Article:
Back On Track
Alec Baldwin has emerged from every actor's nightmare—a career downturn and a nasty, public divorce—with the ultimate accolade, an Oscar nomination.
From the Print Edition:
Alec Baldwin, May/June 2004
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Lawyers get a specifically harsh indictment. "A lot of this was the lawyers. They got in there and said to my ex-wife, 'You are going into the adversarial thing with him and you better start treating him like your enemy. He is your enemy.' One day I woke up, and I was the enemy; it hurt," Baldwin says. But he acknowledges that the way the system is set up, you almost have to be confrontational. He says that he had hundreds of conversations with men who've been through divorce, and he realized that he couldn't be accommodating.
"You have to fight. If you don't fight to maintain your role, the long-term consequences will be disastrous," Baldwin says, recounting the story of one man who did "everything his wife asked and lost his children in the process." He is convinced that the lawyers in his and Basinger's case "looked at two people and said, 'She's worth this much and he's worth that much, and we're not done until we get this amount of money.' They want a million of your money and a million of her money, and if you have to sell the house, they don't care," Baldwin says. "Some of them don't feel they've achieved their goal until you've had to sell your house."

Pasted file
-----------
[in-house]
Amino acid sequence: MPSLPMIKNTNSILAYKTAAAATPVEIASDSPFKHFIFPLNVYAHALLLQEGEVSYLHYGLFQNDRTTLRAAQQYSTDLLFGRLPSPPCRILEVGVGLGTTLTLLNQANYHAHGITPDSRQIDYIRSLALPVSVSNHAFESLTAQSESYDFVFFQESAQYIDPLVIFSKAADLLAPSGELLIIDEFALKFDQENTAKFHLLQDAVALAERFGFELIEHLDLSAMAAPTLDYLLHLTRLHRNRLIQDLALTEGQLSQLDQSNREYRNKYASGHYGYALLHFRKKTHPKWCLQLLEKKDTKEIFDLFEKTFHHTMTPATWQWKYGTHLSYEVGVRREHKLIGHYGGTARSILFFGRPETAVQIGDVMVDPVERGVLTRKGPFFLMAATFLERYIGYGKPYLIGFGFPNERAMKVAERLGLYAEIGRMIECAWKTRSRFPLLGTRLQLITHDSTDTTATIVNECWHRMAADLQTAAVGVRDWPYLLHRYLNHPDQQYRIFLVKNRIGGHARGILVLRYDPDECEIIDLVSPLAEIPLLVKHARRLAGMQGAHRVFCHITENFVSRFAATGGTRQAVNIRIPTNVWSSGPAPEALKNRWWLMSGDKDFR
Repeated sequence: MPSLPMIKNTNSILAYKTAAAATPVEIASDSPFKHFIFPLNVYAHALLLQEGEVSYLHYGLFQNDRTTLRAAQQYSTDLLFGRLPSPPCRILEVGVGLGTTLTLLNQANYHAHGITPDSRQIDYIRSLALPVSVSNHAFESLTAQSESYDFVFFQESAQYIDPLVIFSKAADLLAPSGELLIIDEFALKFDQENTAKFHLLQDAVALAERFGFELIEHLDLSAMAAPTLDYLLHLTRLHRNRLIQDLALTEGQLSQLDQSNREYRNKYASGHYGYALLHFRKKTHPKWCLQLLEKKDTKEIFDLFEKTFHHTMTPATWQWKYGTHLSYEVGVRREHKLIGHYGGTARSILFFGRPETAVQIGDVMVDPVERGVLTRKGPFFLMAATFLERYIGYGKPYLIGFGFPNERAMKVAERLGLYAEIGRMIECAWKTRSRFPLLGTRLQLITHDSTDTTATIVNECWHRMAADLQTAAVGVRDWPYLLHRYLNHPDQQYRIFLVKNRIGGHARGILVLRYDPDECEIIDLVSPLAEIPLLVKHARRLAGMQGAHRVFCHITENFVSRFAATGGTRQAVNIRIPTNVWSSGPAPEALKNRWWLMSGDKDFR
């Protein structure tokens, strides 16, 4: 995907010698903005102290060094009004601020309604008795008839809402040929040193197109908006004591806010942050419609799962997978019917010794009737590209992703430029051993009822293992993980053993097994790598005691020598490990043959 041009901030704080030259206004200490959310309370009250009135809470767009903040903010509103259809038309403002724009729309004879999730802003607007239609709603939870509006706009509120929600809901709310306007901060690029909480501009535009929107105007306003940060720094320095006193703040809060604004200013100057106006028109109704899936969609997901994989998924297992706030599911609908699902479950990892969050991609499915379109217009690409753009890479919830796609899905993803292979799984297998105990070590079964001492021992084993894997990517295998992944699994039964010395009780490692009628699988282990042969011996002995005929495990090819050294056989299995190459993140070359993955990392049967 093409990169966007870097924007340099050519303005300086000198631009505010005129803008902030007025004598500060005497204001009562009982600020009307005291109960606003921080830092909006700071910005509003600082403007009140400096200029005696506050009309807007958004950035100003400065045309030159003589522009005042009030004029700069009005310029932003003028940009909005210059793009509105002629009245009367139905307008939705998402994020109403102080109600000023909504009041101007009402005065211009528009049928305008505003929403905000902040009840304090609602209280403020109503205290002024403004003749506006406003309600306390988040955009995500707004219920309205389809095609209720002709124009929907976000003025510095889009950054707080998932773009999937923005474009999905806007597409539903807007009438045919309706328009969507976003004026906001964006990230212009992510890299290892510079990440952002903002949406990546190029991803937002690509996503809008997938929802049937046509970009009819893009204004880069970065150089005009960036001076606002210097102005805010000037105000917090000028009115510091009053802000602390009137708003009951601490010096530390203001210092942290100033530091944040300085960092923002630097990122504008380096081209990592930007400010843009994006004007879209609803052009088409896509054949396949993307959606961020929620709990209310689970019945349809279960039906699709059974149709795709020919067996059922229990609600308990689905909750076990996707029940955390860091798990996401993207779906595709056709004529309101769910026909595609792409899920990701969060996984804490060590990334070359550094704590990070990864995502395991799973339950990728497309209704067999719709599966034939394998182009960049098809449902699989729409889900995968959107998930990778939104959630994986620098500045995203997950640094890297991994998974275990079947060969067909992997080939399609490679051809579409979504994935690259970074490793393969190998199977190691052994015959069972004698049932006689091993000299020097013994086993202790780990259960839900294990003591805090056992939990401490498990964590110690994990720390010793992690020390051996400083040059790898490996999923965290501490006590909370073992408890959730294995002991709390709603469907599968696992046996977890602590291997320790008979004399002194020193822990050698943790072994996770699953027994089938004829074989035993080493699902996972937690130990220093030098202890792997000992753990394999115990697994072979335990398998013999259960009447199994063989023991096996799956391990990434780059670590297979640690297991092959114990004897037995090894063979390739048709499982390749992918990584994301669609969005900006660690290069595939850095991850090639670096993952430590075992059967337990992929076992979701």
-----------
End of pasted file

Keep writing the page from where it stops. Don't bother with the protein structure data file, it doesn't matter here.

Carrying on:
In the end, Baldwin says the divorce has turned him into a crusader on several issues. One, he argues, is that society should encourage prenuptial agreements. Although he doesn't believe they should be mandatory, couples about to be married should be educated about the advantages of working out the details beforehand should their union fail. "It's not so much about the obvious purpose of segregating your assets," Baldwin says, "but as one of my friends says, 'it's about pre-negotiating an agreement while you still have a shred of respect for each other.' And it's really about keeping the lawyers out of it."
He's also become evangelical about his friends, marriages. "It makes you a missionary," he says, reciting an admonishment he'd given a friend over some rhetorical slight he had given his wife. "That's the kind of thing that adds up to where I am right now."
In truth, where Baldwin is currently isn't a bad place. He's survived a nasty divorce and has worked out the details on maintaining contact with his only child. He's been critically praised for a performance in The Cooler and can be seen strutting his talents under the big lights of Broadway.
While he refers specifically to his role in Twentieth Century, Baldwin unconsciously describes the arc of his life in the last six years: "This is more of a physical endurance test. It's very challenging mentally as well, to really drive it. You have to infuse it with an enormous amount of energy. You have to blow so much wind into the sails, and at the same time, seem gracious and relaxed and poised throughout. It's hard."
But Baldwin knows it's worth it.
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